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Originally produced in: Deutschland
Also available in: en

1. „the German Economy and ist transformation into a Polish economy“ – German Stereotypes of Poles seen through a cartoon


The cartoon has been published in Kladderadatsch (7.27.1919). Kladderadatsch was a political-satirical weekly, published between 1848-1944.


  1. Describe the cartoon
  2. What do you think the cartoonist wants to say?

Display teacher's view to find the answers.

Description and Analysis

The first part of the cartoon shows a German family in the garden of a restaurant. In the background we see a small town with a steeple and a low mountain with a castle. Under a tree at a table, a couple and its four children are sitting, the oldest in a sailor suit, the youngest held by its mother. The wife looks demurely to the side while the husband, a beer mug in front of him and a cigar in his hand, pays the owner of the tavern. At the same time his wife or employee brings the ordered coffee to the table. The oldest sister takes good care of the second-youngest child; in the background are two other guests. The whole atmosphere is relaxed and friendly; one dines beneath a tree, obviously there is “Kaiser weather”.

The second part of the cartoon is antithetical to the first. We look into the interior of a tavern. In the center of the picture is a gram bent woman, two desperate children are pulling at her skirt, a third one she holds in her arms. She is trying to get her completely drunk husband from the pub. The husband sits on a table, arm and head resting on it, his fists clenched as a sign of protest against his wife. The glass of wine he has knocked in his drunken stupor. Behind him, at another table there is a fight between different men, the fists are raised; while at the same time another person sleeps – head and arms on the table. On the left side of the cartoon one sees something like a counter, cobbled together with plain wood. Two men stand in front of it, behind it a disgruntled landlord serves wine. The whole scene and atmosphere is marked by drunkenness and violence, resentment and dirt. The walls of the tavern are not plastered, everything is a mess, glasses and other objects are lying on the floor, tables and floor are littered with wine or water.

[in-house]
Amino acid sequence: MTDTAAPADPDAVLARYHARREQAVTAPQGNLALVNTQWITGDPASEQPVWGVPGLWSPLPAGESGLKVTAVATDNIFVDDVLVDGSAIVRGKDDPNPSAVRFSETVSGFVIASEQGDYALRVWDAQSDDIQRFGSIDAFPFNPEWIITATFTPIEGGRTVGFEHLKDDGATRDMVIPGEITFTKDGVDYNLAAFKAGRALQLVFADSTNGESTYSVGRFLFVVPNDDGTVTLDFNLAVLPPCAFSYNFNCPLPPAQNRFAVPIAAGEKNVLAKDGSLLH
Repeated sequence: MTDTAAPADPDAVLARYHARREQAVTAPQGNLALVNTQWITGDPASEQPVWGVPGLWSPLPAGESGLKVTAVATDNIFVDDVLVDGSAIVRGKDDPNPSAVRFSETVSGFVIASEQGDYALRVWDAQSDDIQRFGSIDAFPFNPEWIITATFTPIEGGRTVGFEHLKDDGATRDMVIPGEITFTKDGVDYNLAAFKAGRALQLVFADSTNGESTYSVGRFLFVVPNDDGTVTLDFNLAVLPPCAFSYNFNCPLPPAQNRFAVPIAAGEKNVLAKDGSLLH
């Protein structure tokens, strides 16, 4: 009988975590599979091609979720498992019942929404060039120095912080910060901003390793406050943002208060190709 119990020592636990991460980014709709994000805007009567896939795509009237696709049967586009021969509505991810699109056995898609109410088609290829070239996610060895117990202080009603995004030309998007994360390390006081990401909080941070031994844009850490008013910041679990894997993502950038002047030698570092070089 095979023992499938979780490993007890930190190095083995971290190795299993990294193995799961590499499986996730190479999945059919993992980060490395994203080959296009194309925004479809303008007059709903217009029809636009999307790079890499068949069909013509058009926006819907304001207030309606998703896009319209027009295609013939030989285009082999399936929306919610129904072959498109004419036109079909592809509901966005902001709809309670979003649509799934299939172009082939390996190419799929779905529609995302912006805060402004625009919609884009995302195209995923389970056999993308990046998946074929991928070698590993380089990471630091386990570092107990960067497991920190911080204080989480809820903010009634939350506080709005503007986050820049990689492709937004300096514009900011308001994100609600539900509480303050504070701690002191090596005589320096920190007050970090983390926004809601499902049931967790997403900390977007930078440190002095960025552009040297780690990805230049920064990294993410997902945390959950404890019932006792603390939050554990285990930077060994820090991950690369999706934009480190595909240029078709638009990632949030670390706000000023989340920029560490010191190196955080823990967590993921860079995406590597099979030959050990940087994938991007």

Geographical/Historical Context

Obviously the cartoonist shows a stereotype of the „Polish economy“: It is just the same what the Polish do, it won’t be successful and ends in chaos. Despite this the image of Poland wasn’t entirely negative. Since the 18th century the Polish ‘national character’ has been assessed positively and negatively at the same time. For one example the Poles can be characterized as a freedom-loving people, whereas the Poles can be characterized as fanatical at the same time. Even though these meanings are different they are based on a similar trait. Depending on the context and on the political situation this trait can be described positively or negatively. According to Jaworski this explains the fast switching between ‘Poland-scolding’ and ‘Poland-love’.

The stereotyp of the “polish economy” is a thoroughly known one and common since the 18th century. After the partitions of Poland in the 18th century, the structure of the old Polish kingdom was vilified as chaotic, ineffective and weak; thus the partition was justified. In addition to the notion of the disorderly state came the idea of a dilapidated and rotten Polish aristocratic world; this image of Poland was opposed by the image of a hard-working, disciplined and clean Prussia. The for three centuries well known stereotype had a dual role: the ‘stereotype of the other’ and the ‘stereotype of the self’. The presumably German virtues were the more advantageous the less shining the Polish character traits were.

The negative image of the backwardness of Poland became turned positive in the Romantic period and Poland was seen as a region of exotic authenticity. The divisions, but mainly the November Uprising of the 1830s – when the Poles rose against the Russian rule – caused the so called ‘great Emigration’. After the suppression of the Uprising over 9000 Poles – mainly soldiers, officers and intellectuals fled to Western Europe. Across Europe the Poles were hailed as “Sturmvögel” of the revolution.